In September 2021, President Biden pledged to provide more than $11 billion a year in climate finance by 2024, a quadrupling of Obama-era levels. Meeting this goal would put the United States on a better path toward being a credible global actor on climate change. To achieve that objective, Congress needs to increase the amount of funding it appropriates to climate-specific international programs. This includes resuming contributions to the Green Climate Fund, where the United States has still only delivered a third of its $3 billion pledge made in 2014. Such funding delivers multiple benefits: It boosts markets for U.S. clean tech exports, enhances national security against disruption from climate impacts, increases U.S. international credibility and influence, and mobilizes the actions outside of the country that are necessary to tackle the climate crisis globally.

For fiscal year 2022, Congress only approved $1 billion for direct international climate accounts (see chart below). While this amount established the floor, not the ceiling—the total investment may be larger, as the Biden administration has some discretion to spend more— current U.S. climate finance will still fall woefully short of what is needed. President Biden’s $11 billion climate finance budget proposal for fiscal year 2023 would finally begin to meet the moment. The fiscal year 2023 funding bill is currently working its way through Congress, and it is imperative that legislators fight for ambitious levels of climate funding in the final appropriations act.

Sources: Presidential Budget Requests for FY22 and FY23; Consolidated Appropriations Act for FY21 and FY22; House committee markup and Senate majority proposal of FY23 appropriations bill.

In addition to Congress approving funding for climate-specific accounts, the Biden administration has other avenues it can pursue to increase international climate finance. The president’s budget request plans for around half of the $11 billion in climate finance to come through U.S. overseas development agencies like the U.S. International Development Finance Corporation (DFC), the Millennium Challenge Corporation (MCC), the U.S. Trade and Development Agency (USTDA), and the Export-Import Bank (EX-IM). Biden can direct these agencies to increase their climate work within their general operations. The administration should also scour budgets for unspent and flexible funding that can be directed to international climate action.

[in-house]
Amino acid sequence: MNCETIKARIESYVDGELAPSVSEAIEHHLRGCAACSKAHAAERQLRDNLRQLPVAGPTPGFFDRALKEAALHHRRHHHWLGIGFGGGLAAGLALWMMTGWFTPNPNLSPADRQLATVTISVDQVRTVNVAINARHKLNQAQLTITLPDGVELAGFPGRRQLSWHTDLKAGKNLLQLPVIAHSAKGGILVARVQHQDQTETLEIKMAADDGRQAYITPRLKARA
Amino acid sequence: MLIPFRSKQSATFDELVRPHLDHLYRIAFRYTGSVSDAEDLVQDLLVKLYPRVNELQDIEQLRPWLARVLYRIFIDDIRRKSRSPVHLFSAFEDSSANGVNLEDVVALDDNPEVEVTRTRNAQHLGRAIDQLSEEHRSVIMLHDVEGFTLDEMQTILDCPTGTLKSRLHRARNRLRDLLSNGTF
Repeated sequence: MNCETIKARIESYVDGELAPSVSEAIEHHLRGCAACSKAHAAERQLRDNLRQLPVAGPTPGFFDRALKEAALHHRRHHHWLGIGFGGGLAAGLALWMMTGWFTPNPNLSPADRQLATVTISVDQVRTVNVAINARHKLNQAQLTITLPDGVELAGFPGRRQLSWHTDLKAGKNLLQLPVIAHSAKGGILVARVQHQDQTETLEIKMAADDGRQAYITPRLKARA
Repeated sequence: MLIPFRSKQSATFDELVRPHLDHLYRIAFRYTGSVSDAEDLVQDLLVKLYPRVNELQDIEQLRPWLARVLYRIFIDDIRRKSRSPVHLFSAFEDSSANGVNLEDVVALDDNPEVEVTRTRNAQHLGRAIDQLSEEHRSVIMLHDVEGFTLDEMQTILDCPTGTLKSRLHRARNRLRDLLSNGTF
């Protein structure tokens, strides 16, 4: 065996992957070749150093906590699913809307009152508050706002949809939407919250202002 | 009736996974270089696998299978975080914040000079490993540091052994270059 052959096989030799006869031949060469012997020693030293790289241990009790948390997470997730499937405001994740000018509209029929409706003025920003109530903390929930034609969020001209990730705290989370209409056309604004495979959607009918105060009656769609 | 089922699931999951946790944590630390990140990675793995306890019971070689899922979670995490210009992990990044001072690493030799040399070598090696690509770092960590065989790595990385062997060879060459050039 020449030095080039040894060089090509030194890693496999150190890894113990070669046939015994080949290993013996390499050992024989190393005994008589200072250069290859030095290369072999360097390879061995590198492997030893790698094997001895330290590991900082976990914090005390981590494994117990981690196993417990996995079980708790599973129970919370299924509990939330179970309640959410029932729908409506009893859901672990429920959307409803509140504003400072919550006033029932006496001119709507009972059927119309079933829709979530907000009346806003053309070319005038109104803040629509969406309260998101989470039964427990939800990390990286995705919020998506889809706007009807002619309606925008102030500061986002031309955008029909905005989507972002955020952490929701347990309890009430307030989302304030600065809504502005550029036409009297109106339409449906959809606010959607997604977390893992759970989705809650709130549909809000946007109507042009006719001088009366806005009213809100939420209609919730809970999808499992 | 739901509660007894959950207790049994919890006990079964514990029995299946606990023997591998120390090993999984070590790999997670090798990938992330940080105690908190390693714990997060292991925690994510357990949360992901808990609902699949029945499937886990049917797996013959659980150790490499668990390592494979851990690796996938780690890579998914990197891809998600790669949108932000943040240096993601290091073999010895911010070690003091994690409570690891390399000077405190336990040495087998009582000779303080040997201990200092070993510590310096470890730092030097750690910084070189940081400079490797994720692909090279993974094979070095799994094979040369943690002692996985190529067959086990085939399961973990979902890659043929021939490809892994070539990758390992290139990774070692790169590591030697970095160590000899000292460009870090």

Drive an international clean energy first agenda

The Biden administration has a policy in place to eliminate U.S. government support for overseas gas, oil, and coal projects. From 2017 to 2019, the United States provided $2.5 billion per year in direct support for overseas gas projects and an associated amount as a shareholder of the multilateral development banks (MDBs) that provided around $3.4 billion per year of support. By ending these investments, the United States can redirect them to marshal the global renewable energy, energy efficiency, storage, transmission, electric vehicle, and other clean investments that are consistent with our climate objectives. To deliver on this objective, the Biden administration needs to:

At the same time, the United States needs to increase support for developing countries to rapidly deploy wind, solar, and geothermal power, along with energy efficiency and electric vehicles to help reduce the need for fossil fuels to power their economies. Working with other partner governments, financial institutions, and energy firms, the United States needs to leverage higher volumes of investment for clean technology build-out in developing countries. For example, this effort could help accelerate the global deployment of wind and solar to more than 1,000 gigawatts (GW) annually by 2030, as outlined in the International Energy Agency (IEA) net-zero plans, through all available political and diplomatic channels. The project pipeline is healthy, and the United States has numerous tools to catalyze the needed support. One recent study found there are 13,000 “shovel-ready” renewable energy projects in 40 countries (see figure).